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Legal Challenges Based on IDEA

By — Pearson Allyn Bacon Prentice Hall
Updated on Jul 20, 2010

Although IDEA has resulted in dramatic increases in the number of students receiving special education services and in greater recognition of the legal rights of children with disabilities and their families, it has also brought about an ever-increasing number of disputes concerning the education of students with disabilities. Parents and other advocates have brought about thousands of due process hearings and hundreds of court cases. Due process hearings and court cases often place parents and schools in confrontation and are expensive and time-consuming (Getty & Summey, 2004; Lanigan, Audette, Dreier, & Kobersy, 2001).

It is difficult to generalize how judges and courts have resolved the various legal challenges based on IDEA. There have been many different interpretations of free, appropriate education and least restrictive environment. The federal statute uses these terms repeatedly; but in the view of many parents, educators, judges, and attorneys, the law does not define them with sufficient clarity. Thus, the questions of what is appropriate and least restrictive for a particular child and whether a public school district should be compelled to provide a certain service must often be decided by judges and courts on consideration of the evidence presented to them. Some of the key issues ruled on by the courts are the extended school year, related services, disciplinary procedures, and the fundamental right to an education for students with the most severe disabilities.

Extended School Year.  Most public school programs operate for approximately 180 days per year. Parents and educators have argued that, for some children with disabilities, particularly those with severe and multiple disabilities, a 180-day school year is not sufficient to meet their needs. In Armstrong v. Kline (1979), the parents of five students with severe disabilities claimed that their children tended to regress during the usual breaks in the school year and called on the schools to provide a period of instruction longer than 180 days. The court agreed and ordered the schools to extend the school year for these students. Several states and local districts now provide year-round educational programs for some students with disabilities, but there are no clear and universally accepted guidelines as to which students are entitled to free public education for a longer-than-usual school year.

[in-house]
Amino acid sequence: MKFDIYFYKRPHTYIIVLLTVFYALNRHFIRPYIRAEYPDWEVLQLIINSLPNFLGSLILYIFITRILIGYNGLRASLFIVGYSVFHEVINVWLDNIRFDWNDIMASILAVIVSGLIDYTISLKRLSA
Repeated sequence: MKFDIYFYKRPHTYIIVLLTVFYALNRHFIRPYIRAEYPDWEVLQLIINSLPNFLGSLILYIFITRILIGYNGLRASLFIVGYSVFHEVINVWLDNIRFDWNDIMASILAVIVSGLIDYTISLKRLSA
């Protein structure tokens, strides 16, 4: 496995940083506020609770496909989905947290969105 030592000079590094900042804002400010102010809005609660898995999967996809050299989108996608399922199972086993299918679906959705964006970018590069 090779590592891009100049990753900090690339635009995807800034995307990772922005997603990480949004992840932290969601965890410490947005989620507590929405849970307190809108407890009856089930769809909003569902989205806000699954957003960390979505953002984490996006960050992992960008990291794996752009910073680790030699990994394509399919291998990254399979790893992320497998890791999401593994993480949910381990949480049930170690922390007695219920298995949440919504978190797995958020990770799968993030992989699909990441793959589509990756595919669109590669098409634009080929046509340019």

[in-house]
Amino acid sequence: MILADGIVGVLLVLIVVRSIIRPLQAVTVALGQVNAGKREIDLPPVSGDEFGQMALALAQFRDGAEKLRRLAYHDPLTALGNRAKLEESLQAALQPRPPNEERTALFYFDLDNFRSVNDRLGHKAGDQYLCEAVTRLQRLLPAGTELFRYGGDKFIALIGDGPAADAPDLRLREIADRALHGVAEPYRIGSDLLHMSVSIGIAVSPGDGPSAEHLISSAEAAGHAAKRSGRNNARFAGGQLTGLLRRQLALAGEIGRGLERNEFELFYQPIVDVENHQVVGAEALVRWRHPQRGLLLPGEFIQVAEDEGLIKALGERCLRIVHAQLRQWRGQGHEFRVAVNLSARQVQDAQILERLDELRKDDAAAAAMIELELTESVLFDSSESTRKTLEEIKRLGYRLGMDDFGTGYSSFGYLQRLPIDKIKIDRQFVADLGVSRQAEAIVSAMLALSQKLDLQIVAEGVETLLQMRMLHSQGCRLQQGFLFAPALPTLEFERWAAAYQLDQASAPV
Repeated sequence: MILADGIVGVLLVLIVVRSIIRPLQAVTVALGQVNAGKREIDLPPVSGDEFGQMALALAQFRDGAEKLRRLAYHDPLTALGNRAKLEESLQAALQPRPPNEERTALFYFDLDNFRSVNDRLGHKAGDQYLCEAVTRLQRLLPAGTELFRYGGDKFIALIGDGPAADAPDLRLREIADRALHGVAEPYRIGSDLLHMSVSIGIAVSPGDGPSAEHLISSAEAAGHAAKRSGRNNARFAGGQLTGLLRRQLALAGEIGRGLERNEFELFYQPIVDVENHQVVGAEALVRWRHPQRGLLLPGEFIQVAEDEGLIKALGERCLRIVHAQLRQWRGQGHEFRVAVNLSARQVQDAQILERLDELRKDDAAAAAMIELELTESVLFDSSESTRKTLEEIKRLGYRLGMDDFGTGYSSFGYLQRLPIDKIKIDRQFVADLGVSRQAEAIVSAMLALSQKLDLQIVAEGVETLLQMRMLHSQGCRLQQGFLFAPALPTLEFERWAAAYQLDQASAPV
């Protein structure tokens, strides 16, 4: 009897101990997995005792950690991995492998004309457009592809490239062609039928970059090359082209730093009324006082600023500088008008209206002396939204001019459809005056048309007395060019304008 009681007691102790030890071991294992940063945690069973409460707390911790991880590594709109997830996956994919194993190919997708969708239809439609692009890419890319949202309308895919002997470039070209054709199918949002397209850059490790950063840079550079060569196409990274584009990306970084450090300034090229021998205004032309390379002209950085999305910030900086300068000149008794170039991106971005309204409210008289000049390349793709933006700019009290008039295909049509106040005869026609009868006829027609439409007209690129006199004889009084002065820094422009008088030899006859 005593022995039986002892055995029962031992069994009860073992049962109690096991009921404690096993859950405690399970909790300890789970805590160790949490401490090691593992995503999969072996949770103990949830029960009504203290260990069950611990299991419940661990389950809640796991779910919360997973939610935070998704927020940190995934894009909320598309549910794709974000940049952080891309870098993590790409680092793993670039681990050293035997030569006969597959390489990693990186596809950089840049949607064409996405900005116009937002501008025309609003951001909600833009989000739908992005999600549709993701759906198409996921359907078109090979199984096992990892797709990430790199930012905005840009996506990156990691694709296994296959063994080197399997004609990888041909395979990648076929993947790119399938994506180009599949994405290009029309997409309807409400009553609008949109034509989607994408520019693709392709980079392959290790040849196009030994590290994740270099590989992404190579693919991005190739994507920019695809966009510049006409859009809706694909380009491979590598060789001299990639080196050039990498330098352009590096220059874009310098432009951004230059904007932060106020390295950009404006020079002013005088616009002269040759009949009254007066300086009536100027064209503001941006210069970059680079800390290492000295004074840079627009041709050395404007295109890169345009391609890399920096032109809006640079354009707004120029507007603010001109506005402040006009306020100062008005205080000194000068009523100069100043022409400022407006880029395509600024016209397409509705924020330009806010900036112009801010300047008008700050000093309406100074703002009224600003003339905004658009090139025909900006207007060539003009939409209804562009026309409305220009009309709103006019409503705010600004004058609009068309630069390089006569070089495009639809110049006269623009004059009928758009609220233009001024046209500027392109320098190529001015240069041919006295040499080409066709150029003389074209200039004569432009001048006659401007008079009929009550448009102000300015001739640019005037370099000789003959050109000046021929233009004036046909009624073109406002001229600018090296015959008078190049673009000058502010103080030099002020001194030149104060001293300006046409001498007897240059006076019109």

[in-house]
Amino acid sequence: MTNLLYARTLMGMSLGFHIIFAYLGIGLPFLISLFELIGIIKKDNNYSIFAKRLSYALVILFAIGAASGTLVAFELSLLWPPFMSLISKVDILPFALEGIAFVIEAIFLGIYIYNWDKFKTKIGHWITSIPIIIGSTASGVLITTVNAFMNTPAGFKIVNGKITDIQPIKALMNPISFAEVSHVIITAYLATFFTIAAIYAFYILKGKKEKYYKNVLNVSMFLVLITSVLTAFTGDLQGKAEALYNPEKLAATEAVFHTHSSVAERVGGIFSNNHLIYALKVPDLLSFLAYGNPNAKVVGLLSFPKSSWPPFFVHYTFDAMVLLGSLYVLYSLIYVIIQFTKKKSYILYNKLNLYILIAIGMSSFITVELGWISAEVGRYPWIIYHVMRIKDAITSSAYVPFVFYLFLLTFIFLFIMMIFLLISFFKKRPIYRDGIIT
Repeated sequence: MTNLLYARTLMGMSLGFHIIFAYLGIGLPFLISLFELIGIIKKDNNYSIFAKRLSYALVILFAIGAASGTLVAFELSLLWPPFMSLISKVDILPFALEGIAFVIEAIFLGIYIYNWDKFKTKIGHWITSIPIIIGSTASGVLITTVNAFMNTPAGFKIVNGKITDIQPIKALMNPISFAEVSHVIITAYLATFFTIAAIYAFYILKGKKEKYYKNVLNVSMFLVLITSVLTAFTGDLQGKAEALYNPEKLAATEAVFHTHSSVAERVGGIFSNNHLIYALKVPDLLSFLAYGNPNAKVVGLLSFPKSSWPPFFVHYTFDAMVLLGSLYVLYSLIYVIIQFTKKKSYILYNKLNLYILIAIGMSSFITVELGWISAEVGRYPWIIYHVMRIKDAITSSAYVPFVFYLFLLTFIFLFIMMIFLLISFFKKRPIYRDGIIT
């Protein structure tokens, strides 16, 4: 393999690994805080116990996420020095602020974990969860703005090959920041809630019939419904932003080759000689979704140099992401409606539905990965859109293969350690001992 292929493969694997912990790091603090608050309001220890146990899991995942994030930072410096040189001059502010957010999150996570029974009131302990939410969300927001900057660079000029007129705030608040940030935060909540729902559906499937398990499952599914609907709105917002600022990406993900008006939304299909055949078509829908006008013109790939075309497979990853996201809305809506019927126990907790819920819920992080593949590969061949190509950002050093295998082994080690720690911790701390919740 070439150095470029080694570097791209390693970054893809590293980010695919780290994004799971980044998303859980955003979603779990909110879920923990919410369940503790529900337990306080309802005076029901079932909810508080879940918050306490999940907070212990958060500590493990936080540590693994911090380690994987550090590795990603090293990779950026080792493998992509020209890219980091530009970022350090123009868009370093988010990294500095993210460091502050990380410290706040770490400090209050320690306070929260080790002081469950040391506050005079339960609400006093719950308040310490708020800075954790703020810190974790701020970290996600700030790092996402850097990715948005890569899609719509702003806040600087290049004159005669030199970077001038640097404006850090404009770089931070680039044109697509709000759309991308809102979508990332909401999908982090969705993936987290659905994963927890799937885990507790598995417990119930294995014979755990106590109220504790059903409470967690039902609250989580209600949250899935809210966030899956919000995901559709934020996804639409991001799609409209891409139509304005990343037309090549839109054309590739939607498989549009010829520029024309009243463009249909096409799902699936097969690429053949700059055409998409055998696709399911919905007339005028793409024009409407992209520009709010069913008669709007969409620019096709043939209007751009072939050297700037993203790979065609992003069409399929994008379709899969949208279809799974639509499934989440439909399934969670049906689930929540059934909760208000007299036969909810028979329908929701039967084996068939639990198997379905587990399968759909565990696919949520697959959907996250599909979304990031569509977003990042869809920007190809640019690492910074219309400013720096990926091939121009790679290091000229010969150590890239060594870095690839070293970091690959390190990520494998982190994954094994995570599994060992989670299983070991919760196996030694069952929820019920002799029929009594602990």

Related Services.  The related-services provision of IDEA has been highly controversial, creating much disagreement about what kinds of related services are necessary and reasonable for the schools to provide and what services should be the responsibility of the child’s parents. The first case based on IDEA to reach the U.S. Supreme Court was Board of Education of the Hendrick Hudson Central School District v. Rowley (1982). Amy Rowley was a fourth grader who, because of her hearing loss, needed special education and related services. The school district had originally provided Amy with a hearing aid, speech therapy, a tutor, and a sign-language interpreter to accompany her in the regular classroom. The school withdrew the sign-language services after the interpreter reported that Amy did not make use of her services: Amy reportedly looked at the teacher to read her lips and asked the teacher to repeat instructions rather than get the information from the interpreter. Amy’s parents contended that she was missing up to 50% of the ongoing instruction (her hearing loss was estimated to have left her with 50% residual hearing) and was therefore being denied an appropriate public school education. The school district’s position was that Amy, with the help of the other special services she was still receiving, was passing from grade to grade without an interpreter. School personnel thought, in fact, that an interpreter might hinder Amy’s interactions with her teacher and peers. It was also noted that this service would cost the school district as much as $25,000 per year. The Supreme Court ruled that Amy, who was making satisfactory progress in school without an interpreter, was receiving an adequate education and that the school district could not be compelled to hire a full-time interpreter.

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